As one of Europe's most culturally rich cities with quite a recent history, Dublin boasts a treasure trove of landmarks that provide a fascinating glimpse into the past. From medieval castles to majestic cathedrals and iconic libraries, this vibrant city is a haven for history enthusiasts and curious travelers alike. Whether you're an architecture aficionado, a lover of literature, or simply eager to soak up the atmosphere of centuries past, Dublin's historical gems will leave you awe-inspired and hungry for more.
To really dive into the history of Dublin, I recommend going on an organized walking tour like I did. All of the guides are history graduates of Trinity College Dublin and the National University of Ireland. They even have a specialized revolutionary history tour once a week. These tours will help uncover the stories behind Ireland’s long history and bring to life the attractions you see in front of you.
If you prefer a more DIY approach, I am featuring some of the must-see historical attractions I saw as part of the walking tour linked above. I have laid out this list largely based on proximity, where each of the paired locations can be seen together or have some relation to each other. You could reasonably visit all of the sights on this list in one day, with the exception of Kilmainham Gaol which is further outside of the Dublin city center. So let this remarkable journey begin, as I uncover the 12 must-see historical attractions in Dublin that will transport you to the heart and soul of this extraordinary city.
12 Famous Historical Landmarks To See in Dublin
Overview of this Historical List
I studied history and international studies for my bachelor’s degree, and I have maintained a fascination with history ever since. A quick scroll through my podcast feed will show an abundance of niche podcasts all about historical topics. Prior to my week-long visit to Ireland, I spent some time trying to learn a bit about Irish history, because I honestly didn’t know a ton about this small island nation.
Specifically, I wanted to learn more about the Great Famine. Much to my chagrin, my favorite podcast Behind the Bastards produced a three part series on the Great Hunger. After listening and then visiting the memorial in Dublin, I realized how wrong my understanding of the famine was.
This sparked my greater curiosity – it made me realize that I had a lot of unlearning to do. I wanted to dive more into Irish history, particularly around the topics of resistance and rebellion. Ireland is a bit of an anomaly in European history because of its century’s long colonial occupation by the British and subsequent cultural oppression and religious repression. Even today, the territory in the North of Ireland remains contentious.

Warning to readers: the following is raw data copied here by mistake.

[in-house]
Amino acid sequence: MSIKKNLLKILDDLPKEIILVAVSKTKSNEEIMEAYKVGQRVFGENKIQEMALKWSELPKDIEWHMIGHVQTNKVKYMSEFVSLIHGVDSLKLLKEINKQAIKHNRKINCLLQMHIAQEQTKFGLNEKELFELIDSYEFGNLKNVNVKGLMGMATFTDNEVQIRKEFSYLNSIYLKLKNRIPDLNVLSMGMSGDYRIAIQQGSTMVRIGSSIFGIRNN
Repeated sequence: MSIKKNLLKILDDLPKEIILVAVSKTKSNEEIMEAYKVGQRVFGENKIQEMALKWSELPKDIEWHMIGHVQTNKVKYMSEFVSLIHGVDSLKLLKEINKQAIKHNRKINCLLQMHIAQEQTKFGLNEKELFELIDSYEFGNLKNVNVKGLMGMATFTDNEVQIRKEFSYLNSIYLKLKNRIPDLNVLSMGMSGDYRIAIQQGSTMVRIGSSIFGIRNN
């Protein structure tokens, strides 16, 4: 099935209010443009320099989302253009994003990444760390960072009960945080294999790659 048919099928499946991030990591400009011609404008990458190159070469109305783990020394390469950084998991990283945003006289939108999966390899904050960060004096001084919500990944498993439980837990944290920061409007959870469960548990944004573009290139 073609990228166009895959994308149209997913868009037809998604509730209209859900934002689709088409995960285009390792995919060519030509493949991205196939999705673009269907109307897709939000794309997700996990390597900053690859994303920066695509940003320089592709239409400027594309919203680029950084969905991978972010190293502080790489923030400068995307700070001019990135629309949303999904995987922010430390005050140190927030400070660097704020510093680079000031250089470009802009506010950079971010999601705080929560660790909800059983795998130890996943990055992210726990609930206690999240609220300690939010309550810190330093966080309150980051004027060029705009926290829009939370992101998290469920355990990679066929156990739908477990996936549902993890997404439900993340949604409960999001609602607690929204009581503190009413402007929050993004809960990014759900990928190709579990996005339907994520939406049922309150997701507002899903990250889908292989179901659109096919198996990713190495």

Fair warning, Dublin Castle isn’t the most impressive castle I’ve ever seen, especially not compared to the ones I see regularly living in Germany; but it is an important part of the Dublin’s history. The castle dates back to the 13th century, sitting on the foundation of a Viking settlement. For centuries, Dublin Castle served as the headquarters of English, and later British, administration in Ireland. It has faced a series of fires, explosions and wars that has resulted in only one turret remaining today. In 1922, following Ireland’s independence, Dublin Castle was handed over to the new Irish government, and it continues to function as a government building today.
Dubh Linn Garden
Just behind Dublin Castle, you can find Dubh Linn Garden. Dublin translates to ‘black pool’ and this garden is believed to sit upon the original location 'discovered' by the Vikings all the way back in the 1100s. Supposedly Vikings saw a black pool of water, likely due to soil rich runoff from the Liffey River. They named the location Dubh Linn. This park commemorates that history.
Ireland is understandably proud of its independence, because it was a hard fought battle. You can step into the past and learn about Ireland's rebellions and civil war at Kilmainham Gaol. This notorious prison held Irish revolutionary leaders like Anne Devlin, Henry Joy McCracken and Robert Emmett. Many of them were executed onsite before it closed in 1924. Now it is a museum detailing Ireland's tumultuous past and struggle for independence.
Great Famine Memorial & Tallship
No event in history has had a more profound effect on Ireland and the worldwide Irish Community than that of the Great Famine from 1845-1849. Located at Customs House Quay is the haunting but powerful Famine Memorial. The memorial was created by Rowan Gillespie in 1997. Six skeletal statues clutching their belongings in threadbare clothing commemorate the 1 million people who died during the famine. It is also dedicated to the additional 2 million Irish people who emigrated from Ireland.